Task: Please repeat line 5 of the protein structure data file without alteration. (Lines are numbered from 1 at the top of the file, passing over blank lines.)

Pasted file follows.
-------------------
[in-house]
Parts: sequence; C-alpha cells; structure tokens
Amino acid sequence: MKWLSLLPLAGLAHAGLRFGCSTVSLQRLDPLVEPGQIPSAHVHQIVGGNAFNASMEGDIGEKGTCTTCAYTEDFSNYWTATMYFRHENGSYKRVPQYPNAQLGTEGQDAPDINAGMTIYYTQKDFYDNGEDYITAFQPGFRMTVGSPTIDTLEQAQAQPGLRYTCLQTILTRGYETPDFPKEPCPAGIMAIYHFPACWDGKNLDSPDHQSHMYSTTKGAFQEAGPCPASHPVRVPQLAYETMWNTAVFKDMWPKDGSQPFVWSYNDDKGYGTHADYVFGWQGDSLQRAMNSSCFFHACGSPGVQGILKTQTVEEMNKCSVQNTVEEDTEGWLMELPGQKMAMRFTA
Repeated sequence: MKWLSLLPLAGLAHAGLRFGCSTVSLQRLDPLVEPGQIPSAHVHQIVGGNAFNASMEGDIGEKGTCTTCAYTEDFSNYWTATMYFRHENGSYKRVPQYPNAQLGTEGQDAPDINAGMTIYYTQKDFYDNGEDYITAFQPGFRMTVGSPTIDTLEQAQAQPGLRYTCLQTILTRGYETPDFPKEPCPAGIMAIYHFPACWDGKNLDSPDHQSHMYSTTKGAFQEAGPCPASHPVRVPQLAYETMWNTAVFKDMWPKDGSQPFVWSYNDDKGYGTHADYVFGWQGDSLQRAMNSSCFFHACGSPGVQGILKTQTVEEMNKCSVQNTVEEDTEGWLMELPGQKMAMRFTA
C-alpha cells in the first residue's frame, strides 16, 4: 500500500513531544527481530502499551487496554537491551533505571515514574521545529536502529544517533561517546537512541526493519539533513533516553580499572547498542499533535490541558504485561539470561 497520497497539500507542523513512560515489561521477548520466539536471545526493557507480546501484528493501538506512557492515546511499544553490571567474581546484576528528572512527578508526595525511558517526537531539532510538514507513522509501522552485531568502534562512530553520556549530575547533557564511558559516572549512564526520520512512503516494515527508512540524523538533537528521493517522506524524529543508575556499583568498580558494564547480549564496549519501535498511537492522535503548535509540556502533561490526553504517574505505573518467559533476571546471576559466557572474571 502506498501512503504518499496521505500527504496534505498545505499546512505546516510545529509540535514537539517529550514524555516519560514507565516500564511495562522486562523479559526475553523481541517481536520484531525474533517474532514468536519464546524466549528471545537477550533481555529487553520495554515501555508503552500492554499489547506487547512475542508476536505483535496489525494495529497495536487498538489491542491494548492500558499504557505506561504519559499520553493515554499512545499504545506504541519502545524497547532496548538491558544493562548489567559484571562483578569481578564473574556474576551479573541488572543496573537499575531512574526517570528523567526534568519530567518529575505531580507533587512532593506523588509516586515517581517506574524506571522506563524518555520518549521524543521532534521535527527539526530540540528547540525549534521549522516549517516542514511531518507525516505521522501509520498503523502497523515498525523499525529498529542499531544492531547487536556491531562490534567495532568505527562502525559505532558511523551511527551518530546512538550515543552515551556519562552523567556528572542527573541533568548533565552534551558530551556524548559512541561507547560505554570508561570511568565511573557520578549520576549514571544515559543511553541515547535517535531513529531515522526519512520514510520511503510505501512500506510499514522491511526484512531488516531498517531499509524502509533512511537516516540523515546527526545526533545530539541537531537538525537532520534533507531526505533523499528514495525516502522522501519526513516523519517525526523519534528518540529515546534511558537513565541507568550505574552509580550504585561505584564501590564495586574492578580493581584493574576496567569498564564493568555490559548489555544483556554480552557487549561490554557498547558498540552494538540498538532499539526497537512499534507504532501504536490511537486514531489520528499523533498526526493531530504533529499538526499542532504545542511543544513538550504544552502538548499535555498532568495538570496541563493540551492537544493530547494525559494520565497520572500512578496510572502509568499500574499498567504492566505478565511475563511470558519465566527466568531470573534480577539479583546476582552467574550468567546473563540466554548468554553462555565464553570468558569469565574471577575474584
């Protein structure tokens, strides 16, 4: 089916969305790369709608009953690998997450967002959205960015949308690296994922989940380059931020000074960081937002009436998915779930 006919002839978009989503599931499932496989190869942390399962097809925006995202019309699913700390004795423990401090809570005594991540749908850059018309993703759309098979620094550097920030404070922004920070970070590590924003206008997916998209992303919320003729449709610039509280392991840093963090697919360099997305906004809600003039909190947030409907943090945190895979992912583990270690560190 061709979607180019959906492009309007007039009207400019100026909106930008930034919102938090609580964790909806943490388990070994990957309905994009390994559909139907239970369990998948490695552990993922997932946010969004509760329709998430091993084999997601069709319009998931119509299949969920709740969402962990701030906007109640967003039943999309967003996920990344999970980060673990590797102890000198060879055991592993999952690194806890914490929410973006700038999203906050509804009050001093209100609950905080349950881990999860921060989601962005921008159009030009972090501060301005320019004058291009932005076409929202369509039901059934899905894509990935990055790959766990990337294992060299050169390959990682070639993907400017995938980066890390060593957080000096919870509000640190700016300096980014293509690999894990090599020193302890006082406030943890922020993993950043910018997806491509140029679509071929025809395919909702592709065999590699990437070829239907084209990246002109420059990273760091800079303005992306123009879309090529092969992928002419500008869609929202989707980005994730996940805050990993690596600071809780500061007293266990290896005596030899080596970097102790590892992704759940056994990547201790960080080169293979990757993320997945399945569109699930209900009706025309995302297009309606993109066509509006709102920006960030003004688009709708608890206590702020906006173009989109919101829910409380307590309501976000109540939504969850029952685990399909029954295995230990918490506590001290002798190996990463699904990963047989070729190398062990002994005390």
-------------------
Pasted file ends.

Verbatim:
C-alpha cells in the first residue's frame, strides 16, 4: 500500500513531544527481530502499551487496554537491551533505571515514574521545529536502529544517533561517546537512541526493519539533513533516553580499572547498542499533535490541558504485561539470561 497520497497539500507542523513512560515489561521477548520466539536471545526493557507480546501484528493501538506512557492515546511499544553490571567474581546484576528528572512527578508526595525511558517526537531539532510538514507513522509501522552485531568502534562512530553520556549530575547533557564511558559516572549512564526520520512512503516494515527508512540524523538533537528521493517522506524524529543508575556499583568498580558494564547480549564496549519501535498511537492522535503548535509540556502533561490526553504517574505505573518467559533476571546471576559466557572474571 502506498501512503504518499496521505500527504496534505498545505499546512505546516510545529509540535514537539517529550514524555516519560514507565516500564511495562522486562523479559526475553523481541517481536520484531525474533517474532514468536519464546524466549528471545537477550533481555529487553520495554515501555508503552500492554499489547506487547512475542508476536505483535496489525494495529497495536487498538489491542491494548492500558499504557505506561504519559499520553493515554499512545499504545506504541519502545524497547532496548538491558544493562548489567559484571562483578569481578564473574556474576551479573541488572543496573537499575531512574526517570528523567526534568519530567518529575505531580507533587512532593506523588509516586515517581517506574524506571522506563524518555520518549521524543521532534521535527527539526530540540528547540525549534521549522516549517516542514511531518507525516505521522501509520498503523502497523515498525523499525529498529542499531544492531547487536556491531562490534567495532568505527562502525559505532558511523551511527551518530546512538550515543552515551556519562552523567556528572542527573541533568548533565552534551558530551556524548559512541561507547560505554570508561570511568565511573557520578549520576549514571544515559543511553541515547535517535531513529531515522526519512520514510520511503510505501512500506510499514522491511526484512531488516531498517531499509524502509533512511537516516540523515546527526545526533545530539541537531537538525537532520534533507531526505533523499528514495525516502522522501519526513516523519517525526523519534528518540529515546534511558537513565541507568550505574552509580550504585561505584564501590564495586574492578580493581584493574576496567569498564564493568555490559548489555544483556554480552557487549561490554557498547558498540552494538540498538532499539526497537512499534507504532501504536490511537486514531489520528499523533498526526493531530504533529499538526499542532504545542511543544513538550504544552502538548499535555498532568495538570496541563493540551492537544493530547494525559494520565497520572500512578496510572502509568499500574499498567504492566505478565511475563511470558519465566527466568531470573534480577539479583546476582552467574550468567546473563540466554548468554553462555565464553570468558569469565574471577575474584